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NL Midseason Awards

BY DI STAFF | JUNE 30, 2015 5:00 AM

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MVP: Giancarlo Stanton

Taking fully into consideration that Stanton will miss the next month-and-a-half with a hand injury, he’s still my pick for MVP.

He has 27 home runs — good for tops in the entire league. He is also second in RBIs with 67.

He is just 10 homers away from matching his career-high, and probably will do so despite his missed time. Stanton is a flat-out nightmare for pitchers and is a threat to go deep during any at-bat.

Cy Young: Max Scherzer

While the Nationals have surely been disappointing this season, there are a few highlights that should remain bright for the remainder of the season.

Scherzer’s sparkling 0.78 WHIP stems from his combination of power and control, and it’s not crazy to think he can sustain those rates. Scherzer is retiring 8.5 batters for every one batter he walks and has struck out 130 on the season.

There is no shortage of aces in the NL, and we are not yet through one-half of the season, but the award appears to be Scherzer’s to lose.

Manager of the Year: Bruce Bochy

Bochy has earned the right to be tabbed as a future Hall of Famer, coaching the Giants to three World Series victories in the past five years. Entering this season, he was at the top of the list for Manager of the Year in the NL.

Although the team hasn’t had the success it hoped for in May and June, it will undoubtedly show its full potential after the All-Star break — as it always seems to do.

The team has two key pitchers in rehab assignments and outfielders Hunter Pence and Nori Aoki recently were moved to the DL and likely won’t return until after the break.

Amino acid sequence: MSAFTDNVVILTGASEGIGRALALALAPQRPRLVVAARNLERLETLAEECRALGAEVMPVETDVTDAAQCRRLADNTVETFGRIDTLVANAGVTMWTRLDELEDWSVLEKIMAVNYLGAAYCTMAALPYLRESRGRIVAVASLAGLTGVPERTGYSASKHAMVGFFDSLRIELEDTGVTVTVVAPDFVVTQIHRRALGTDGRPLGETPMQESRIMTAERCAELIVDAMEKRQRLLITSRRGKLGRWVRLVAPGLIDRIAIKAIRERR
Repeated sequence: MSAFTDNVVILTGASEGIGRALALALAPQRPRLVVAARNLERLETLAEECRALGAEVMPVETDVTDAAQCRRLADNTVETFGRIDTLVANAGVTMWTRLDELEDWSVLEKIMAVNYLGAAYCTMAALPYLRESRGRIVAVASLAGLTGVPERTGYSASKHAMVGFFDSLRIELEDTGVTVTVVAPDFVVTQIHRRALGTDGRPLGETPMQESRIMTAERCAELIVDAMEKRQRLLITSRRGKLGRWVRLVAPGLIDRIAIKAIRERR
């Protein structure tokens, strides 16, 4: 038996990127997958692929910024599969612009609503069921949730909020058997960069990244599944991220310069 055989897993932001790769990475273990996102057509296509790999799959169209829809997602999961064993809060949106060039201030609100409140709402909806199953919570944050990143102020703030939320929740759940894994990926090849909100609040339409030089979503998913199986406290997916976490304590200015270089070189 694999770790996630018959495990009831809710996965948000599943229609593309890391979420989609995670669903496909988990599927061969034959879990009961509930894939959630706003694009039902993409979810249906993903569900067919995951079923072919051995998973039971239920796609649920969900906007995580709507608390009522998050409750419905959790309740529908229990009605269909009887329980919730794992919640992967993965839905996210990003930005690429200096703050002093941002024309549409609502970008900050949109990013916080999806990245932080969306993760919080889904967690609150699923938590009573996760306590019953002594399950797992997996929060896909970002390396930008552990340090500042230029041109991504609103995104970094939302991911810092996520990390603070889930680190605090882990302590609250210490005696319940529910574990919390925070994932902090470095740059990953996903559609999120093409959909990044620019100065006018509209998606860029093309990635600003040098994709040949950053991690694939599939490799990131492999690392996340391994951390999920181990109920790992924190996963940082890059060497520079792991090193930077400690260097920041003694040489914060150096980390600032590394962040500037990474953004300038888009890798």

But Bochy is the glue that can hold this team together — expect that to be the case as the season moves on.

Rookie of the Year: Joc Pederson

Pederson remains a top contender for NL Rookie of the Year. Through the month of May, he had a .263 batting average and .392 on-base percentage, and he crushed the competition with 12 home runs and 23 RBIs.

Pederson was leading all centerfielders — Mike Trout included — in home runs, OPS (.945), and walks (31). That’s a pretty impressive month of May, considering that at 23 years old, he is the second-youngest major leaguer at his position, only older than Boston’s Mookie Betts.

— Erin Erickson

MVP: Bryce Harper

Harper ranks third in average (.339) and first in both on-base (.465) and slugging percentage (.715) in the National League. At 22 years old, he’s on pace to win his first MVP, and it would be well deserved.

He brings tenacity in all facets of the game, which is why he leads the NL in wins above replacement at 5.3.

A hamstring issue has slowed him down recently, but you wouldn’t know it by looking at a stat sheet. Harper ranks third in the NL in homers with 24 and fourth in RBIs with 58.

Quite simply, this guy’s done it all for the first-place Nationals.

Cy Young: Max Scherzer

No argument here.

Scherzer is having a monstrous season for Washington. He’s been dominant recently, throwing 26 innings, allowing only 6 hits, walking one, and striking out 33 in his last three starts.

That output is nothing short of astonishing, even for someone who has been as successful as Scherzer has in his career.

The man has thrown 130 strikeouts with just 14 walks to begin the season, and his ERA stands at a healthy 1.79.

Manager: Mike Matheny

I happen to be of the belief that usually, Manager of the Year awards should go to whoever coaches the best team.

And there’s no question what the best team in baseball has been this season — the St. Louis Cardinals.

No one even sniffs the Cardinals’ current record of 51-24, and they stand nine games in front in first place in the NL Central. All the success comes after the Cards lost ace Adam Wainwright to a torn Achilles before the season.

No one does this. Oh wait, yeah; the Cardinals do.

Rookie: Kris Bryant

Bryant has cooled off in the past week or two, but he is still off to a promising start to his career in Chicago. The youngster is hitting .273 with 43 RBIs, and he looks as if he could be the heart of the team’s young nucleus for years to come.

— Charlie Green


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